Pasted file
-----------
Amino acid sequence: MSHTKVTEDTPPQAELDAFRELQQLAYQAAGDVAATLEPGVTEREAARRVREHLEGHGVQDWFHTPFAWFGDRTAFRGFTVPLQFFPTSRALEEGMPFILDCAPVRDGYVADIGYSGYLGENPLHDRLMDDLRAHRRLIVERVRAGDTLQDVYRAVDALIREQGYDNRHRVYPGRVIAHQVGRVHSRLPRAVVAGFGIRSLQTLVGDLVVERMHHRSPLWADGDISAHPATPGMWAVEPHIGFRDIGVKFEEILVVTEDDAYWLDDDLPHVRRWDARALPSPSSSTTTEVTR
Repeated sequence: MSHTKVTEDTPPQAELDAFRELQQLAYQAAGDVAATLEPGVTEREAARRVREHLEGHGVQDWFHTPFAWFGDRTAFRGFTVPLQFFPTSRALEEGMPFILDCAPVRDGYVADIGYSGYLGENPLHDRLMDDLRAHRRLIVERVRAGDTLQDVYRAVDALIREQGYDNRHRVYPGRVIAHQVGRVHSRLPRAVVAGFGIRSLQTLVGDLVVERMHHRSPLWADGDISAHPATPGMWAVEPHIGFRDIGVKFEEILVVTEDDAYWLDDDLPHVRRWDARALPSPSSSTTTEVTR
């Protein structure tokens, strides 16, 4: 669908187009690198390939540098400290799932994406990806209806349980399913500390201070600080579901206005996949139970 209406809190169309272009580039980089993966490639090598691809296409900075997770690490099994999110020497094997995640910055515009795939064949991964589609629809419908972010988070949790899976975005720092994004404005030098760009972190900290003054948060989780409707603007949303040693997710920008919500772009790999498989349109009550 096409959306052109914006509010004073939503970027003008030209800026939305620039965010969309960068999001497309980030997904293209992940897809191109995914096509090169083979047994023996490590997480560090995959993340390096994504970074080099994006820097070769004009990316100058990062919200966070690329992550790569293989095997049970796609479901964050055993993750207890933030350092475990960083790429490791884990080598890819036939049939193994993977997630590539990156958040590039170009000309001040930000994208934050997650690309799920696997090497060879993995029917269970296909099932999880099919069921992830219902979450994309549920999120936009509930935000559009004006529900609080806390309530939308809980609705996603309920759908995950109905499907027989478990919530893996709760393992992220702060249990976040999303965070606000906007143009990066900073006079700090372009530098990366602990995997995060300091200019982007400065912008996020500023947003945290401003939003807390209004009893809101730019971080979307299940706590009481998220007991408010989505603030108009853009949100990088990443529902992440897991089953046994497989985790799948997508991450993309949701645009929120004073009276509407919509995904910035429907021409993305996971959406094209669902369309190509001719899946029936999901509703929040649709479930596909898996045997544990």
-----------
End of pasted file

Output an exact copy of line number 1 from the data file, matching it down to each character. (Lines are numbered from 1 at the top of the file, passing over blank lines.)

Amino acid sequence: MSHTKVTEDTPPQAELDAFRELQQLAYQAAGDVAATLEPGVTEREAARRVREHLEGHGVQDWFHTPFAWFGDRTAFRGFTVPLQFFPTSRALEEGMPFILDCAPVRDGYVADIGYSGYLGENPLHDRLMDDLRAHRRLIVERVRAGDTLQDVYRAVDALIREQGYDNRHRVYPGRVIAHQVGRVHSRLPRAVVAGFGIRSLQTLVGDLVVERMHHRSPLWADGDISAHPATPGMWAVEPHIGFRDIGVKFEEILVVTEDDAYWLDDDLPHVRRWDARALPSPSSSTTTEVTR